Chelsea-Elliot Houses

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Part of the Chelsea-Elliott Houses development

The Chelsea-Elliot Houses is a combined housing project of the New York City Housing Authority (NYCHA), located between West 25th and 27th Streets and Ninth and Tenth Avenues in the Chelsea neighborhood of Manhattan, New York City. It consists of two contiguous projects which were originally separate but have been combined for administrative purposes: the John Lovejoy Elliot Houses, named after the founder of the Hudson Guild, has four 11- and 12-story buildings which accommodate over 1400 residents in 589 apartments.[1] The Chelsea Houses has over 1,000 residents in 426 apartments within two 21-story buildings.[2]


Prior to development, the Elliot Houses were criticized by the US Housing Authority who cited the land value being higher than other housing projects. NYCHA broke ground in December 1945 and were completed on July 15, 1947. Designed by William Lescaze, they were one of the first examples of high rise tower in the park style.[1][3] The Chelsea Houses were designed by architect Paul L Wood[4] and construction started in 1961 and completed on May 31, 1964.[5][2] The Chelsea Houses were aided by the state for $8.3 million.[4]

In 2012, NYCA converted a parking lot in the development into a 168 unit building for low-to-middle-income households.[6]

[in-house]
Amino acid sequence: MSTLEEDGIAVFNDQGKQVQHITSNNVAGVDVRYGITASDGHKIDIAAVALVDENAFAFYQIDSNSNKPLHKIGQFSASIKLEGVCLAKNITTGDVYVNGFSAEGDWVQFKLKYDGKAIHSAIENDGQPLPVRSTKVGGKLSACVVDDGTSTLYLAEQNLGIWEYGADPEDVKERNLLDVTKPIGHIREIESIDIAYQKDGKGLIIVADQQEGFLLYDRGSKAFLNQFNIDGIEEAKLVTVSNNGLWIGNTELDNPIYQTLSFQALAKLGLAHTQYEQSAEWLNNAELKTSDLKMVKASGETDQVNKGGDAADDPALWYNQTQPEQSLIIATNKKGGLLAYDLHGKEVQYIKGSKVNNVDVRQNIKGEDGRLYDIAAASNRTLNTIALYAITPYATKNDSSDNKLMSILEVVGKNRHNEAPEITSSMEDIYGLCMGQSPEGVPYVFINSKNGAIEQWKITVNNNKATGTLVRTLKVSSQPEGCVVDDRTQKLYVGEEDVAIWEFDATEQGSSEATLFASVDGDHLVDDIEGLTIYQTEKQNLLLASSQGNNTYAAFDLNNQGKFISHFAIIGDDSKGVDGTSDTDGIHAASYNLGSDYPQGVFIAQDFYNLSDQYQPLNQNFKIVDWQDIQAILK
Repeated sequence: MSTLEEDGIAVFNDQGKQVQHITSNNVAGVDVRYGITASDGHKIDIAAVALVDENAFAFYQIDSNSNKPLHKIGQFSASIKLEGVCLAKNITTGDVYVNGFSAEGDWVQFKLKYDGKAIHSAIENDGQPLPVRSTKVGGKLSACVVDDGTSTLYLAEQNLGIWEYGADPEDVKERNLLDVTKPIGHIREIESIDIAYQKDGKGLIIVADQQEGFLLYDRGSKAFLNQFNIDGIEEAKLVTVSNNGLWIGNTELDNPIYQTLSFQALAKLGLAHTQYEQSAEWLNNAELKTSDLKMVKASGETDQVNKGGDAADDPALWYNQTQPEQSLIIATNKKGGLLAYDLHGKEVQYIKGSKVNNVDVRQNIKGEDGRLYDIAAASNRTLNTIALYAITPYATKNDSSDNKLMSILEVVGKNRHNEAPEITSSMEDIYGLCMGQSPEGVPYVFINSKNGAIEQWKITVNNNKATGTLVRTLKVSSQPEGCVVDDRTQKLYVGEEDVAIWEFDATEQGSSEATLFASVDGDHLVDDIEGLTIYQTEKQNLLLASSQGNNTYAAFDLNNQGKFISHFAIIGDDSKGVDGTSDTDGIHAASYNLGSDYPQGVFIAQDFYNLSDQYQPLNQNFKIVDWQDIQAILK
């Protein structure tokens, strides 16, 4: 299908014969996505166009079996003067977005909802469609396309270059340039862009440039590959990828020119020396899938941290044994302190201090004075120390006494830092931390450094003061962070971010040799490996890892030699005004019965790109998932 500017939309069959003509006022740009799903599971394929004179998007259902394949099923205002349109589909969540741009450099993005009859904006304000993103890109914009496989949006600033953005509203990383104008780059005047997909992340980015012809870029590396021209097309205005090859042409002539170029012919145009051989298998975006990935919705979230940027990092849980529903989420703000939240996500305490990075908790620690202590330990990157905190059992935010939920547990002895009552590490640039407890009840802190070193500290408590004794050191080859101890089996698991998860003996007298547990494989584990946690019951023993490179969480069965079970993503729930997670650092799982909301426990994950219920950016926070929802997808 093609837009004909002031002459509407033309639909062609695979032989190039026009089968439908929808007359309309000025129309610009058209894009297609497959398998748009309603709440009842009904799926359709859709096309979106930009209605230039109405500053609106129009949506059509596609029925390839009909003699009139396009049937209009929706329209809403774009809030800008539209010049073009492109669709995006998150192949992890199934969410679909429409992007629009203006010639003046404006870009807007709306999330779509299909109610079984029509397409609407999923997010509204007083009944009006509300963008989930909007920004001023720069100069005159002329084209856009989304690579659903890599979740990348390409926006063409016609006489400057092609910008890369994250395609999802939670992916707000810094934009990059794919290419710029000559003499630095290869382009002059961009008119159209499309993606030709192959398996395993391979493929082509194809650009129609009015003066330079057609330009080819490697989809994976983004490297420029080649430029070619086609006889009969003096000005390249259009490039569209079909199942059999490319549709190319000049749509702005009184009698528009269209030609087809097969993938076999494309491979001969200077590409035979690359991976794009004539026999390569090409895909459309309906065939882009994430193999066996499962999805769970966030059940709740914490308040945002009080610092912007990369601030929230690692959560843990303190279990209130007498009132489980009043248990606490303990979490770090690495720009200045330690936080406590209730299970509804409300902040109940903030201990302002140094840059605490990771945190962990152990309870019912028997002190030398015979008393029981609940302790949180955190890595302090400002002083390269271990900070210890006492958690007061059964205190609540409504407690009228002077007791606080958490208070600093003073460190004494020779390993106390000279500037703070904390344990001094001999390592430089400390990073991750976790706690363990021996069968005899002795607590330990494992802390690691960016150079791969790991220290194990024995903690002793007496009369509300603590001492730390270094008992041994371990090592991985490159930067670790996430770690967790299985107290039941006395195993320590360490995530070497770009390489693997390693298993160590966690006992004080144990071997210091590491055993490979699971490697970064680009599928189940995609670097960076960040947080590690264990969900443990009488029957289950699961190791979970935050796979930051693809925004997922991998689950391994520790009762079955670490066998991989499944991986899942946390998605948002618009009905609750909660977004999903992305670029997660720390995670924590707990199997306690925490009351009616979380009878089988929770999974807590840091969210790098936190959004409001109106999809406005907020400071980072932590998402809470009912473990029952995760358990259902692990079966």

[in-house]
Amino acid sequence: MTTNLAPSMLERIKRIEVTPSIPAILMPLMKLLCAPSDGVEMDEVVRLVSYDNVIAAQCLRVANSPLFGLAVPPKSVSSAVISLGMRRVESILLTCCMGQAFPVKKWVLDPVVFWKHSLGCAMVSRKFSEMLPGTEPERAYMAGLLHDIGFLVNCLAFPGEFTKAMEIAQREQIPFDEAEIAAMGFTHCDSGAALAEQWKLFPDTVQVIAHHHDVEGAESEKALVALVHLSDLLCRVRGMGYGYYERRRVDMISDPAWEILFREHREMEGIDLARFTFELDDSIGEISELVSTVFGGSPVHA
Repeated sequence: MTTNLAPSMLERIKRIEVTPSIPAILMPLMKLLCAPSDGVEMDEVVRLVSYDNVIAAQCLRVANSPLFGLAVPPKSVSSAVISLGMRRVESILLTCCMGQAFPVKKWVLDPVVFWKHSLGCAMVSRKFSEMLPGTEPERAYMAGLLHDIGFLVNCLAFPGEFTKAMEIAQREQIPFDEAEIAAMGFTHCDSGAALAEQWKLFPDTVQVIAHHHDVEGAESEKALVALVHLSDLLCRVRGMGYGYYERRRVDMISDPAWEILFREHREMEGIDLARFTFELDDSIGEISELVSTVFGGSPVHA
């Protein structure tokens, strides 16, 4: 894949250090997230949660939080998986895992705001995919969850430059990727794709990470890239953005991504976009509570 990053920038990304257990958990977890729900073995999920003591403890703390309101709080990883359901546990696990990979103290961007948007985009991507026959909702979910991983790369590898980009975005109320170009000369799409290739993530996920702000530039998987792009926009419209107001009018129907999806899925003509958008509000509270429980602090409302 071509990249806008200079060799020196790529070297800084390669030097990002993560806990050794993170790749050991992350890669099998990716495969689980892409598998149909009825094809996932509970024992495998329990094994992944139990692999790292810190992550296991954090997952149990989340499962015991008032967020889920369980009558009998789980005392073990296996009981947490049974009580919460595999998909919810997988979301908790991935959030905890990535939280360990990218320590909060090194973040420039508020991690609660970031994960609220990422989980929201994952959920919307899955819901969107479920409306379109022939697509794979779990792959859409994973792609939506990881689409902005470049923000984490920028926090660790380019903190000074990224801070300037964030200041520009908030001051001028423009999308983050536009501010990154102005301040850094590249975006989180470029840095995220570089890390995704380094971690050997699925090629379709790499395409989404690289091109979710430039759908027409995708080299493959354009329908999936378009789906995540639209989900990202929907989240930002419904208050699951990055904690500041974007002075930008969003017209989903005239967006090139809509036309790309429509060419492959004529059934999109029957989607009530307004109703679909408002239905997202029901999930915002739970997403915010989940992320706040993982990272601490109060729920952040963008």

Notable people[edit]

See also[edit]


  1. ^ a b "Elliot Houses" Archived October 21, 2012, at the Wayback Machine on the NYCHA website
  2. ^ a b "Chelsea Houses" Archived June 30, 2011, at the Wayback Machine on the NYCHA website
  3. ^ Caramellino, Gaia (2016-08-17). Europe Meets America: William Lescaze, Architect of Modern Housing. Cambridge Scholars Publishing. ISBN 9781443898423.
  4. ^ a b "NEW CITY HOUSING TO COST 83 MILLION; Record Program Calls for More Than 5,500 Homes NEW CITY HOUSING TO COST 83 MILLION". New York Times. April 26, 1961. Retrieved 2019-06-26.
  5. ^ "CHELSEA HOUSING SET; Work to Start in December on 2 Buildings With 425 Flats". New York Times. August 21, 1961. Retrieved 2019-06-26.
  6. ^ Navarro, Mireya (2015-10-23). "In Chelsea, a Great Wealth Divide". The New York Times. ISSN 0362-4331. Retrieved 2019-05-10.

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